As 2014 draws to a close, many people reflect on the year and see what they have achieved in the last 12 months.
The same happens at Mamod and the company has once again enjoyed a productive year. There has been the re-introduction of marine engines and other requested engines while it is the end of the road for a Mamod favourite. There has been work behind the scenes to get ready for the dawn of 2015 and there are bright days ahead.
In the last few days, Mamod sold the final Diamond Jubilee Saddle Tank steam train bringing an end to a real favourite among the steam community. Made to commemorate Queen Elizabeth II's 60th year on the Great British throne in 2012, the steam engine struck a chord with customers and proved to be a successful model. Not only was it a reliable engine but it was also flexible in that it could be converted from 0 to 1 gauge when needed.
As the company says its final goodbyes to the Diamond Jubilee Saddle Tank engine, it is time to look ahead to the new year. The next 12 months will mark the long-awaited launch of a brand new engine, one that Mamod has been working on for a considerable amount of time – The Telford.
Initially dubbed by engineers as 'the runaway train', the Telford has been the culmination of fours years hard work at Mamod's production site in Smethwick, West Midlands. It got its nickname after the original design meant it was far too powerful to stay on the track but with numerous tweaks and alterations has meant that it is now ready for sale.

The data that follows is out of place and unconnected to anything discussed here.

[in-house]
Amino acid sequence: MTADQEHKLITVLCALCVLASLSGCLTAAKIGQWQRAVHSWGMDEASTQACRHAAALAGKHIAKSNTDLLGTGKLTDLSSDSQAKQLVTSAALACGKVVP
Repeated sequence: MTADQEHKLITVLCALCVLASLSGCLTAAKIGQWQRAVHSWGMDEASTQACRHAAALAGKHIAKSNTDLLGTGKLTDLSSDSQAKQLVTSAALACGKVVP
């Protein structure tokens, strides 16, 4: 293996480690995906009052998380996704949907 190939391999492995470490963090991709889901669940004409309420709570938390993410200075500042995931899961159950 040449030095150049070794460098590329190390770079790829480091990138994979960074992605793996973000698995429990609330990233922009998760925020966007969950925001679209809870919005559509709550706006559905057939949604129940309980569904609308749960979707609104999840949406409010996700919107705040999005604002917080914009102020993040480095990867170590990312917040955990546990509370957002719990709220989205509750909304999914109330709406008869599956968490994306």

The concept for the Telford was first brought to the table in mid-2011 as Mamod looked to increase its locomotive offerings. Planning got underway but it was not until 2012 that blueprints were sketched and the journey to create the next steam train for the Mamod collection.
Creating the Telford was a labour of love for many of the Mamod engineers involved and it needed a range of modifications to ensure that not only was it able to run on a track but that it was also "its own engine". There was a concerted effort to make the Telford a locomotive that would stand out from the rest.
The model is an updated version of the Saddle Tank but with the introduction of a new piston head, it became a pioneering model. The development stage was an arduous process as the designers looked at how the engine could be marketable. One of the main issues flagged up during the production was matching "O" rings to fit the size of the new cylinder.
Engineers were tasked with making a clearance underneath the train and working to make sure the train had the correct centre of gravity.
One of the recurring problems throughout the building process was the power of the Telford, it wasn't called the runaway train for nothing. The tweaking of the engine had made it significantly more powerful meaning it would run fast and hard but only for a short time.
There were many journeys back to the drawing but it was worth it in the end and it will be ready for purchase in late February.